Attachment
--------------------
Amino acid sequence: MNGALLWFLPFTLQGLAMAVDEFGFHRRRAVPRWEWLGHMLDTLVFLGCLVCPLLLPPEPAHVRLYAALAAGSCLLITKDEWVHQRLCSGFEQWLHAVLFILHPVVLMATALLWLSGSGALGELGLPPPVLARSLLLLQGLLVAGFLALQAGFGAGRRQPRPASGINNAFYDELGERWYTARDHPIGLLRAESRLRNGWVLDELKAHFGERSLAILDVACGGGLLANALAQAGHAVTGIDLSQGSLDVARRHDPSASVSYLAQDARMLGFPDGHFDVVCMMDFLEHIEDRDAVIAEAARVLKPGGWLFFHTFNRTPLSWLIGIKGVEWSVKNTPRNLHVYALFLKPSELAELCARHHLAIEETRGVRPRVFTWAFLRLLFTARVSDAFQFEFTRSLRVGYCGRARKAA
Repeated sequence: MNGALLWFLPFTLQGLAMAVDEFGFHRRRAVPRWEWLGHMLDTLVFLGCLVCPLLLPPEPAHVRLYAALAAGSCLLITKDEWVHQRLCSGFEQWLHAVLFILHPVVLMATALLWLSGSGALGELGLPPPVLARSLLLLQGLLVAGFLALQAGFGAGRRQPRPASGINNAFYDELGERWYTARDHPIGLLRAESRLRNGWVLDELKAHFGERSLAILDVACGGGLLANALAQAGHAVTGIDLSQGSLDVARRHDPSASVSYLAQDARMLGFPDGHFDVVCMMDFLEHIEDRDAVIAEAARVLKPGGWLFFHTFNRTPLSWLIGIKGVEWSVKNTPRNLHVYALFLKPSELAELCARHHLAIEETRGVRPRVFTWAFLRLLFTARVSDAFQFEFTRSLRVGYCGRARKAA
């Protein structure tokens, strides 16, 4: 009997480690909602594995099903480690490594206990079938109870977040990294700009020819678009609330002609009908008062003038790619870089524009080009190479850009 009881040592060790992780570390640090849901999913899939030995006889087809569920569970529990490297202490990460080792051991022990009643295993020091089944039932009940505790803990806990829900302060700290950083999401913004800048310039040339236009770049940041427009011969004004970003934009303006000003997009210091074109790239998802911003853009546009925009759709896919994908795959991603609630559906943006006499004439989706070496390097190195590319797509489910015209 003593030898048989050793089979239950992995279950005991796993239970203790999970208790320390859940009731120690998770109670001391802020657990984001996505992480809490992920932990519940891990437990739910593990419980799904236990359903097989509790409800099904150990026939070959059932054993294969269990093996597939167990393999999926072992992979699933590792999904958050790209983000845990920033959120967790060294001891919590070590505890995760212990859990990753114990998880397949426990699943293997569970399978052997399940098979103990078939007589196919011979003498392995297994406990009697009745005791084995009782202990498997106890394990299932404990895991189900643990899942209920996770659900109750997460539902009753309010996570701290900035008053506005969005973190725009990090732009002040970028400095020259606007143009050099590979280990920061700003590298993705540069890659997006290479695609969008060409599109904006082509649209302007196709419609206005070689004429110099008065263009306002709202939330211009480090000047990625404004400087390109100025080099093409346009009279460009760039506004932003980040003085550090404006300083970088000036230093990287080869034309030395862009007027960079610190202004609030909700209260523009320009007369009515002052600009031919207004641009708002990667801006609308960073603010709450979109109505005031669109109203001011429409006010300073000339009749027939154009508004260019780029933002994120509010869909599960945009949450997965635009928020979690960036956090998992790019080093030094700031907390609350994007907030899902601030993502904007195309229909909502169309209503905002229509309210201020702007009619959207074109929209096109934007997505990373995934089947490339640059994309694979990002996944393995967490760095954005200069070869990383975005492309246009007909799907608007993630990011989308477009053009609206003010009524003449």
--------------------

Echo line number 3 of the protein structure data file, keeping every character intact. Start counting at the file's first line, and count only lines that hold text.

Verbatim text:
């Protein structure tokens, strides 16, 4: 009997480690909602594995099903480690490594206990079938109870977040990294700009020819678009609330002609009908008062003038790619870089524009080009190479850009 009881040592060790992780570390640090849901999913899939030995006889087809569920569970529990490297202490990460080792051991022990009643295993020091089944039932009940505790803990806990829900302060700290950083999401913004800048310039040339236009770049940041427009011969004004970003934009303006000003997009210091074109790239998802911003853009546009925009759709896919994908795959991603609630559906943006006499004439989706070496390097190195590319797509489910015209 003593030898048989050793089979239950992995279950005991796993239970203790999970208790320390859940009731120690998770109670001391802020657990984001996505992480809490992920932990519940891990437990739910593990419980799904236990359903097989509790409800099904150990026939070959059932054993294969269990093996597939167990393999999926072992992979699933590792999904958050790209983000845990920033959120967790060294001891919590070590505890995760212990859990990753114990998880397949426990699943293997569970399978052997399940098979103990078939007589196919011979003498392995297994406990009697009745005791084995009782202990498997106890394990299932404990895991189900643990899942209920996770659900109750997460539902009753309010996570701290900035008053506005969005973190725009990090732009002040970028400095020259606007143009050099590979280990920061700003590298993705540069890659997006290479695609969008060409599109904006082509649209302007196709419609206005070689004429110099008065263009306002709202939330211009480090000047990625404004400087390109100025080099093409346009009279460009760039506004932003980040003085550090404006300083970088000036230093990287080869034309030395862009007027960079610190202004609030909700209260523009320009007369009515002052600009031919207004641009708002990667801006609308960073603010709450979109109505005031669109109203001011429409006010300073000339009749027939154009508004260019780029933002994120509010869909599960945009949450997965635009928020979690960036956090998992790019080093030094700031907390609350994007907030899902601030993502904007195309229909909502169309209503905002229509309210201020702007009619959207074109929209096109934007997505990373995934089947490339640059994309694979990002996944393995967490760095954005200069070869990383975005492309246009007909799907608007993630990011989308477009053009609206003010009524003449």